21.05.2017 - 24.09.2017
Niki de Saint Phalle
  • Niki de Saint Phalle: Strength card no. II, 1998 ©bpk, Sprengel Museum
  • Niki de Saint Phalle: Saint Sébastien or Portrait of My Lover, 1961 ©bpk, Sprengel Museum, Michael Herling, Aline Gwose
  • Niki de Saint Phalle: Le pendu, 1988 ©bpk, Sprengel Museum
  • Niki de Saint Phalle: Broken Plates, um 1958 ©bpk, Sprengel Museum, Michael Herling, Aline Gwose
  • Ausstellungsraum Galerie © Jens Sauerbrey
  • Ausstellungsraum Villa © Jens Sauerbrey
  • Ausstellungsraum Villa © Jens Sauerbrey

The exhibition at the Herbert Gerisch Stiftung presents around 50 artworks produced from the 1950s to the year 2000 by the Franco-American artist Niki de Saint Phalle. While still married to the writer Harry Mathews in the 1950s, the autodidact began her work in the field of painting. Pictures from that time, for example “La Fête”, show a very fresh personal view of the world. She left her husband and children in 1960 in order to devote herself entirely to art in Paris, where she joined the circle of the Nouveaux Realistes. When she later began shooting at her white pictures in the early 1960s, awaking them to a colourful life, it represented her opposition to the world of men, power, politics and religion.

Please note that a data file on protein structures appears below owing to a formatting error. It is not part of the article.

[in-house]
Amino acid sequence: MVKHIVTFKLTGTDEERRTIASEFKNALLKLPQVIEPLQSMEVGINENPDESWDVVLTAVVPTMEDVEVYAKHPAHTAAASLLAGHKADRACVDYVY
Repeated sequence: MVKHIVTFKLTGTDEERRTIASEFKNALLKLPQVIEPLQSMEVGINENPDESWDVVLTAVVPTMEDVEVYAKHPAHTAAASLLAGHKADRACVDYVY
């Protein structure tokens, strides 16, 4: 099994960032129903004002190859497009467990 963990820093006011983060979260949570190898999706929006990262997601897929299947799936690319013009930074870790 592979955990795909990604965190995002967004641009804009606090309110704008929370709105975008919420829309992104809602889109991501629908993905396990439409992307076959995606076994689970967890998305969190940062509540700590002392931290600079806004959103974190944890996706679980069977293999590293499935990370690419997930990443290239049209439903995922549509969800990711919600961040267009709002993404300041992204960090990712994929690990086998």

She was the first woman to appear symbolically as violent agent in a metaphorical reckoning with the brutal world of men, tempestuously assuming her place in the art world. A German magazine of the time published a headline reading: “Countess Niki paints with the carbine”. The artist herself noted in 1987: “I was an angry young woman ... became an artist because I had no alternative. It was my fate. I embraced art as my salvation and my necessity.”


Early shooting paintings as well as first assemblages are on view in the exhibition. Their political dimension is already alluded to in the titles: “Paysage de la mort” (Landscape of Death) was made in 1960, “Broken Plates” even earlier, in 1958. In subsequent years, however, she contrasted such aggressive themes with the world of her positive images of women, with her colourful Nanas. Along with “Nana écartelée” from 1965, which is pasted with wool yarn and decorated in the bold patterns of the day, the exhibition also features a number of designs and models for sculptures. The vision of a new sort of womanhood, a joyous, erotic and anarchistic feminism, is also evident in the large-format lithographs from that time.


The exhibition culminates in an extensive presentation of the artist’s great life work, the Tarot Garden, the Giardino dei Tarocchi. Niki de Saint Phalle’s designs for a large-scale park based on tarot’s 22 trump cards is known and loved today throughout Europe. The Stiftung is exhibiting numerous models, including that of the “Church of all Religions”, and lithographs of the sculptures and houses in the Tuscan sculpture park, which enter into a exemplary dialogue with the Gerisch Sculpture Park here in Neumünster.


The exhibition is a cooperation with the lender, the Sprengel Museum Hannover, and the Museum Ostwall im Dortmunder U.